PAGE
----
10 Beautiful Yellow Flowering Bushes to Bring You Happiness

by Anne B. Robinson
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If you are looking for ways to add cheerful colors to your property, then you should consider incorporating several yellow flowering bushes into your backyard and front yard gardens. Yellow has a special kind of brightness that pops against virtually any background.

Therefore, if you have deep green or brown foliage in your garden, you should adorn it with some yellow flowering bushes. This article offers you the 10 beautiful yellow flowering bushes to bring color and happiness to your property.

What Are Yellow Flowering Bushes?

Yellow flowering bushes are the ornamental varieties that make perfect sense for garden redecoration. Their fancy flowers attract butterflies and other pollinators, and they will catch the attention of every passer-by. Note that most yellow flowering bushes prefer moist soil.

While yellow flowering bushes are easy to maintain, there are several things you can do to boost their growth and performance. First, these shrubs enjoy full sun. Therefore, make sure your bushes get at least six hours of sunlight every day. Although most of these yellow bushes can tolerate less than this, their ability to bloom will reduce if they do not get enough sun.

Next, many yellow flowering shrubs grow well in well-draining soil. The overly wet, swampy, or muddy ground will affect the growth of your yellow bushes. Also, ensure that your soil is rich in organic matter.

Mulching around your yellow flowering shrubs will ensure that moisture is reserved in the soil, weeds remain under the shrubs, and new organic materials have a chance to work their way into the ground that the bushes are growing in.

While these flowering bushes like well-draining soil, they can also do great if watered frequently. They should receive at least two inches (5 cm.) of water every week.

If the rain isn’t enough to provide this amount of moisture, you should supplement it with water from the sprinkler. But, if you are concerned about water conservation, many yellow flowering plants can endure periods of reduced watering.

10 Yellow Flowering Bushes

1. Forsythia (Forsythia x intermedia)

forsythia

There isn’t a shrub that cheers up gardeners every spring more than the forsythia bush. Botanically known as Forsythia x intermedia, this shrub is one of the more widely grown types of yellow flowering plants. Also, it is an early bloomer and its yellow flowers signal the end of winter.

Specifications

  • USDA Growing Zones: 5 to 8
  • Sun Exposure: Full sun
  • Soil Needs: Well-drained; tolerates clay

2. Witch Hazel (Hamamelis x intermedia)

witch hazel

While Forsythia is the most popular of the yellow flowering shrubs that bloom in early spring, it isn’t the first to bloom. It even blooms after the ‘Arnold Promise’ cultivar. However, the yellow blooms of witch hazel aren’t as bright as those of forsythia.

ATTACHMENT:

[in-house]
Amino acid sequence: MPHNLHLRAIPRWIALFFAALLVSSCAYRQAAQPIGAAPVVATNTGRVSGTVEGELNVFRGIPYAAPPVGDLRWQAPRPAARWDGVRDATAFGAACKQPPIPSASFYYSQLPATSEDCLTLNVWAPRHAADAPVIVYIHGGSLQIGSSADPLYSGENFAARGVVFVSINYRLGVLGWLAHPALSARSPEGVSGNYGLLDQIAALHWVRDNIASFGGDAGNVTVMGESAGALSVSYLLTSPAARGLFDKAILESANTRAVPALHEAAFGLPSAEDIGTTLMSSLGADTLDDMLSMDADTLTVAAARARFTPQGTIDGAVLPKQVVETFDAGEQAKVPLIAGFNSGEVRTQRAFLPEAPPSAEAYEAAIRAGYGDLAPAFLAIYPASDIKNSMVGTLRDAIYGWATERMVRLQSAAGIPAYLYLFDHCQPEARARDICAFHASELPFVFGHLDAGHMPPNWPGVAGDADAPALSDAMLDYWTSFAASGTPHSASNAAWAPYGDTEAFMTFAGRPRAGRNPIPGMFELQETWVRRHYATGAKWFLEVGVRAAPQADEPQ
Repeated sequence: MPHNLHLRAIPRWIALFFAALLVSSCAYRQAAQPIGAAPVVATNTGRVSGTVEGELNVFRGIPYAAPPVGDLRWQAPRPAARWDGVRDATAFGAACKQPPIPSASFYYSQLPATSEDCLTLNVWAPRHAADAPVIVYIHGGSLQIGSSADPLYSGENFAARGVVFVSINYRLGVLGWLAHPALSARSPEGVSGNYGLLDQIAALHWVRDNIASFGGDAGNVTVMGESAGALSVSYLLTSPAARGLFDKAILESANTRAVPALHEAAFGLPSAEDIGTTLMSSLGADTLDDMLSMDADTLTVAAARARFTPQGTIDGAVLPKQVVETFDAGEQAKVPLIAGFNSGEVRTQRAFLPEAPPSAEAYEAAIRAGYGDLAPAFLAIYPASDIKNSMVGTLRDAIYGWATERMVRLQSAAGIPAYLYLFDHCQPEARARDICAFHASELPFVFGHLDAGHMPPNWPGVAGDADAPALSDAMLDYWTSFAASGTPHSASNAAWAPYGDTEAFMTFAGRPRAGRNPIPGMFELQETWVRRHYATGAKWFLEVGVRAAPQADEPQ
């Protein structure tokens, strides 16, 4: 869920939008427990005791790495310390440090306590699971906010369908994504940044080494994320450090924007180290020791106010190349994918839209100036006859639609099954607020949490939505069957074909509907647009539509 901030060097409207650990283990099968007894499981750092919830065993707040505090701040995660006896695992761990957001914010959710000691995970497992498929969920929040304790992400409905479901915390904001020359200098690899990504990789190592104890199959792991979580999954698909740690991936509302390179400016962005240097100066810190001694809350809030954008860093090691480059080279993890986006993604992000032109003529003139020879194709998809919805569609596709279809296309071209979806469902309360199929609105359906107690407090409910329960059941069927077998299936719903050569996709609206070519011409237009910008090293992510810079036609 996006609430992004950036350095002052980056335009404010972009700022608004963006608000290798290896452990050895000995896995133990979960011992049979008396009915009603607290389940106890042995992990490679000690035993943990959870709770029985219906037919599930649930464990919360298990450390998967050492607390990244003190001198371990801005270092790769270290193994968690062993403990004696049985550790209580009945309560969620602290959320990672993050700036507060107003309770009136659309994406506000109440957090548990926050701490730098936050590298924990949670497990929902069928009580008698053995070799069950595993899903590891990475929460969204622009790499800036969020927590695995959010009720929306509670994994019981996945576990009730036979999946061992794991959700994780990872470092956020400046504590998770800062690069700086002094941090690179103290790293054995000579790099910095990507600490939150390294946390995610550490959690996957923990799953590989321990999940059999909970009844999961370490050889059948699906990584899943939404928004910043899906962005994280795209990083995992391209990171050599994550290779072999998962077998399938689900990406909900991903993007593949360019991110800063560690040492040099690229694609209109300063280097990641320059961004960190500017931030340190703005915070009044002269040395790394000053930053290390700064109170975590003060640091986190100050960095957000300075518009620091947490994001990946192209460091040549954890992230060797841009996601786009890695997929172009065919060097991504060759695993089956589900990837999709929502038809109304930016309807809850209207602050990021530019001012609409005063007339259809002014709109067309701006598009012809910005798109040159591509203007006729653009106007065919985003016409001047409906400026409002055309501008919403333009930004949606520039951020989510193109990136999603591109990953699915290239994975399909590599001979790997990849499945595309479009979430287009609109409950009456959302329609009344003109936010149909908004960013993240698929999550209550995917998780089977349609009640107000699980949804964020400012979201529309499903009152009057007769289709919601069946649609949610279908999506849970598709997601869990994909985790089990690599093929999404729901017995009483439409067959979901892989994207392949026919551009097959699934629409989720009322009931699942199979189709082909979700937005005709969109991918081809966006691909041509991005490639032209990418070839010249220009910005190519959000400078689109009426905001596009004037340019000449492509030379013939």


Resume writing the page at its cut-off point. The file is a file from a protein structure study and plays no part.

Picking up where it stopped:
But witch hazel flowers do offer a “dry” smell that is unique. Another unique benefit of growing this yellow flower bush is that it will give your garden the most rousing fall color.

Specifications

  • USDA Growing Zones: 5 to 8
  • Sun Exposure: Full sun to part shade
  • Soil Needs: Well-drained, acid

3. Azalea (Rhododendron)

azalea

Also referred to as Golden Oriole azalea (Rhododendron ‘Golden Oriole’), azaela is one of the cultivars that bear yellow flowers. However, they aren’t pure yellow because some gold and orange pattern work their way into the mix.

If you want pure yellow in your azalea shrub, try Rhododendron x Narcissiflora. Azaela’s lemon-yellow flowers, which are slightly scented, bloom in mid-spring.

Specifications

  • USDA Growing Zones: 5 to 9
  • Sun Exposure: Part sun to part shade
  • Soil Needs: Moist, well-drained, acid

4. Yellow Roses (Rosa)

yellow roses

If you are looking for a shrub with yellow roses that denote both friendship and happiness in the language of flowers, then this ‘Gold Medal’ rose bush will undoubtedly bring you joy with its bright-yellow blooms. The shrub measures 4 feet high and 6 feet wide. Its flowers come in late spring to early summer. If you want the shrub to re-bloom, you need to deadhead the flowers.

Specifications

  • USDA Growing Zones: 6 to 10
  • Sun Exposure: Full sun
  • Soil Needs: Fertile, moist, well-drained

5. Japanese Rose (Kerria japonica)

japanese rose

Botanically referred to as Kerria japonica, Japanese rose can produce single or double flowers. The two blooming options are quite popular among gardeners. Both options will give you more than just yellow blooms. This shrub blooms in early spring or mid-spring.

Its stems feature a kelly green color that affords not only winter interest but year-round interest. Another benefit of growing this bush is that it will re-bloom throughout the summer.

Specifications

  • USDA Growing Zones: 4 to 6
  • Sun Exposure: Part shade
  • Soil Needs: Moist, well-drained, loamy

6. Mahonia Shrub (Mahonia spp.)

mahonia shrub